In the era of digital transformation, deep customer insight is the foundation of brand communications. Big Data gives you the opportunity to expand ideas about the audience, its unobvious properties, habits, and interests. However, this data may not be enough to create a truly relevant Customer Experience.
Until recently, receiving feedback from consumers was more a tool for analyzing decisions already made. Marketers turned to this data to understand how the advertising message worked, whether people perceive the brand correctly based on the results of the campaign, etc. But the popularity of the “economy of impressions” combined with technological development and socio-cultural changes led to a business A new task has arisen – to understand our customers so that in real time we can build personalized communication with them.
Economy of impressions
The term “economy of impressions” did not appear yesterday. It was first proposed to use it in 1998 in an article by B. Joseph Pine II and James H. Gilmore, where the term described the type of economy that follows agrarian, industrial, and service economies. Pine and Gilmore argued that companies should strive to ensure that their activities remain in the memory of consumers. Moreover, memory itself becomes a product. It is impressions that give brands a competitive advantage, help to attract and retain the audience. For brands that relate their own activity with the lifestyle of their consumers, there are huge opportunities. By showing attention to customers, companies receive a clearly measurable benefit: the loyalty of the audience and its regular involvement. All this is possible if you carefully listen to your customers.
Already 20 years ago, the “economy of impressions” was considered the foundation on which it is necessary to build all the work with clients. Of course, then no one imagined how much the Internet will affect the habits of users.
Brands are not idle, they are trying to learn about the audience as much as possible. That is why in the marketing market in recent years so actively use Big Data. However, huge amounts of information and detailed data about every sale or click are not useful for all tasks. It is important for brands to listen to their customers, ask them questions and get feedback.
For business development, there is little simple insight into how consumers interact with a brand — its products and services. It is necessary to understand how these people live, how they interact with others, what opinions they hold and what values they share. To understand them as people, and not just as numbers in a table.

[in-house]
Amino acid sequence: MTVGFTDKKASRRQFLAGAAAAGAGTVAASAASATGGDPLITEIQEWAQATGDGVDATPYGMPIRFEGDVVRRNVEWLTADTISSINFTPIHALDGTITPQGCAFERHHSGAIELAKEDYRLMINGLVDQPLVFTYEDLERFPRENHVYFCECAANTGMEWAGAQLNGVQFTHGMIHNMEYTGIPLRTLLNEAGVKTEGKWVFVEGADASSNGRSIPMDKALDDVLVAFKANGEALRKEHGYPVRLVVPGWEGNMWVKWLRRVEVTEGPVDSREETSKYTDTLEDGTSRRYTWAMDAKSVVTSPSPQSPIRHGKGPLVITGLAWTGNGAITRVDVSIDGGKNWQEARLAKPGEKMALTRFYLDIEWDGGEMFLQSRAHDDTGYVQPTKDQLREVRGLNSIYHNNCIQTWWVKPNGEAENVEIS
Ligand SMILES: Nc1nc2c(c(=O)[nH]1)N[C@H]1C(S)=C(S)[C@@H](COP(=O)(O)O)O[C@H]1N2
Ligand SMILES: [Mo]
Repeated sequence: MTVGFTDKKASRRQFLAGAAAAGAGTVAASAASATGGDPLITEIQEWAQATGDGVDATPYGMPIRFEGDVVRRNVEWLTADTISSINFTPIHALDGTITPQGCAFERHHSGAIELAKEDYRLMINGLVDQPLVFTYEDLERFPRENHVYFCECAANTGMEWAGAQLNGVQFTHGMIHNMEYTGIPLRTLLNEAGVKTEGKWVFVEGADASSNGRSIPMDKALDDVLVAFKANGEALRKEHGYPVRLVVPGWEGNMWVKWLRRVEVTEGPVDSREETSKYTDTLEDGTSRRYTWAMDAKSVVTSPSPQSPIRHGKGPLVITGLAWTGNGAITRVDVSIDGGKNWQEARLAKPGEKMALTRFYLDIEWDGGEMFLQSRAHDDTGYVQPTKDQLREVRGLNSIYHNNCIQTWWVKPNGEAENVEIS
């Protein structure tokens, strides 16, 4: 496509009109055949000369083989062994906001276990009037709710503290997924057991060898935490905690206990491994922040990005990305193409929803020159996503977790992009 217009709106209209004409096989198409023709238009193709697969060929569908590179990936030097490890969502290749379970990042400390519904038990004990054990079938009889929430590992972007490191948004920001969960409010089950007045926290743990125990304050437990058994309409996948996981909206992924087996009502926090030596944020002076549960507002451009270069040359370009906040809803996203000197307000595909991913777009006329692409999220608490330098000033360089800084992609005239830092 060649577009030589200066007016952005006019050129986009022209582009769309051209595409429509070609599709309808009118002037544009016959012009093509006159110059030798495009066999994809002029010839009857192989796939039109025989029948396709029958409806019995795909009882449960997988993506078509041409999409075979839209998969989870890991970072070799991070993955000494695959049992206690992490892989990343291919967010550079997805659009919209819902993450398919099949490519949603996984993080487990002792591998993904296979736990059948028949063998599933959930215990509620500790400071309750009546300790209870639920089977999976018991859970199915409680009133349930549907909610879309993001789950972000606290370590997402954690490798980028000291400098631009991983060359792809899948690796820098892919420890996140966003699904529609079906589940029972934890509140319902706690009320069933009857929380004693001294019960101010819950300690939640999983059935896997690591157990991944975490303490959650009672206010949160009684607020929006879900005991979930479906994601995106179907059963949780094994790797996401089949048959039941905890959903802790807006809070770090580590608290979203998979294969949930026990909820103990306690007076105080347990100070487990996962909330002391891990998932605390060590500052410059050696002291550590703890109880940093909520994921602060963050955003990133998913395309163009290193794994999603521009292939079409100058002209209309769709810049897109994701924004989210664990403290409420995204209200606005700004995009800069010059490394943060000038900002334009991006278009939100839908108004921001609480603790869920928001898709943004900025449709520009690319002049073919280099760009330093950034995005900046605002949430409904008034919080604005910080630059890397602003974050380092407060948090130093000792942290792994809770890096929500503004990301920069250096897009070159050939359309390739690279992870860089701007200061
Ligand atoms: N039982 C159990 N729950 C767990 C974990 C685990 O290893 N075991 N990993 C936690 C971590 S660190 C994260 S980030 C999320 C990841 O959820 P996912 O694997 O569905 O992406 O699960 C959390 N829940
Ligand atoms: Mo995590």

Make communication with the brand memorable for the consumer is possible. The head of the digital direction of Colenso BBDO Matt Barnes believes that for this, first of all, you need to get feedback. What is often called the complex and long words “human-centeredness” and “customer-centeredness” is really just talking to people, getting opinions from those who will use your products and services. Consumers like their opinions to matter. So the brand will be able to create something truly necessary, interesting to its audience, and sometimes something grandiose. Frequently heard people become brand advocates — the most loyal consumers that matter to any company.
It’s great that an increasing number of companies understand the value of feedback. The latest report of Gartner CMO Spend Survey 2018-19 showed that “marketing and client analytics” and “client experience” are two key areas in which companies plan to invest their budgets. Brands are beginning to realize that in order to build memorable communication, it is important to know what consumers think about the product. And you can get such data only from one source – from the clients themselves.
In contrast to Big Data deep analytics, getting feedback from clients is called Small Data. Small data is exactly what allows companies to understand the thoughts and feelings of their audience. And work in this direction should be permanent.
According to research firm FocusVision, 87% of respondents use surveys to analyze customer reactions and preferences. 72% get feedback through certain types of interviews, and 71% through focus groups. First of all, the study of Small Data is used by companies to analyze consumer experience, but it also helps prepare the brand strategy and understand how it is perceived by the audience.